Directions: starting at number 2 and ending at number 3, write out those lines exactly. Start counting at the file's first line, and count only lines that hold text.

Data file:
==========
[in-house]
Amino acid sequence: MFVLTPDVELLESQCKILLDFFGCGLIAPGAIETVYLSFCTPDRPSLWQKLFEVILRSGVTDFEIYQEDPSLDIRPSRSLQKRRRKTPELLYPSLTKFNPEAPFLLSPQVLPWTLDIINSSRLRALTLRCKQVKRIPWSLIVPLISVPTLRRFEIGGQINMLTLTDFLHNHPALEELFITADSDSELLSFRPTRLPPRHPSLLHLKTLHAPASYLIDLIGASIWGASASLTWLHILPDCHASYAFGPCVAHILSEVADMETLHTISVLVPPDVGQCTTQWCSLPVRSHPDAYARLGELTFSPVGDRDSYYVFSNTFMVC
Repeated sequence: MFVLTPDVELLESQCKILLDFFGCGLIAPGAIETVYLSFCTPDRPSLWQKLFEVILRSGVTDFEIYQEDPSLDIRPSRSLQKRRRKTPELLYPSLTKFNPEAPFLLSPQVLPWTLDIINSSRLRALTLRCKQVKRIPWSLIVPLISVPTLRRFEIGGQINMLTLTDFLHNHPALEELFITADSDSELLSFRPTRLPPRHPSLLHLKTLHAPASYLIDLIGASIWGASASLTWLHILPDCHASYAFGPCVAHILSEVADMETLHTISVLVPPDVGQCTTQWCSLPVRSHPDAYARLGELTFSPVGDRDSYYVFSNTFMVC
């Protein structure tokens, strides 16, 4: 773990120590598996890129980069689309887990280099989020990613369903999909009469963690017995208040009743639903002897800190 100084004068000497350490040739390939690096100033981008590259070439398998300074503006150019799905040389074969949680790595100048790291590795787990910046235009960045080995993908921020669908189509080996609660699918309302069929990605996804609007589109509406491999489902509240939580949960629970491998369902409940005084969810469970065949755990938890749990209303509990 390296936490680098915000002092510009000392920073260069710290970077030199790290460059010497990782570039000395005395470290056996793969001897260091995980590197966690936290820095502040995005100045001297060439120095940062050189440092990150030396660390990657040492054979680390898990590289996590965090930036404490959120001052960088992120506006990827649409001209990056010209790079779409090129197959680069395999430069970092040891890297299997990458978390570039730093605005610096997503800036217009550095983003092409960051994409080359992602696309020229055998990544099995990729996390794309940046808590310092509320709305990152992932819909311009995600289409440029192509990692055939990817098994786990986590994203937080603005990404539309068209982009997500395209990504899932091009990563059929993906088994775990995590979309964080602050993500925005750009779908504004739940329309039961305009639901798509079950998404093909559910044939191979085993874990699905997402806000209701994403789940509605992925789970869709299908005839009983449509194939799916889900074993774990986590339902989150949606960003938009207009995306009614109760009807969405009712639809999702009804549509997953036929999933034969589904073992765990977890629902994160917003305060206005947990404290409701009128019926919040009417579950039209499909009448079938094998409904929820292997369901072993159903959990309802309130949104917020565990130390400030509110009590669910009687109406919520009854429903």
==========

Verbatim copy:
Amino acid sequence: MFVLTPDVELLESQCKILLDFFGCGLIAPGAIETVYLSFCTPDRPSLWQKLFEVILRSGVTDFEIYQEDPSLDIRPSRSLQKRRRKTPELLYPSLTKFNPEAPFLLSPQVLPWTLDIINSSRLRALTLRCKQVKRIPWSLIVPLISVPTLRRFEIGGQINMLTLTDFLHNHPALEELFITADSDSELLSFRPTRLPPRHPSLLHLKTLHAPASYLIDLIGASIWGASASLTWLHILPDCHASYAFGPCVAHILSEVADMETLHTISVLVPPDVGQCTTQWCSLPVRSHPDAYARLGELTFSPVGDRDSYYVFSNTFMVC
Repeated sequence: MFVLTPDVELLESQCKILLDFFGCGLIAPGAIETVYLSFCTPDRPSLWQKLFEVILRSGVTDFEIYQEDPSLDIRPSRSLQKRRRKTPELLYPSLTKFNPEAPFLLSPQVLPWTLDIINSSRLRALTLRCKQVKRIPWSLIVPLISVPTLRRFEIGGQINMLTLTDFLHNHPALEELFITADSDSELLSFRPTRLPPRHPSLLHLKTLHAPASYLIDLIGASIWGASASLTWLHILPDCHASYAFGPCVAHILSEVADMETLHTISVLVPPDVGQCTTQWCSLPVRSHPDAYARLGELTFSPVGDRDSYYVFSNTFMVC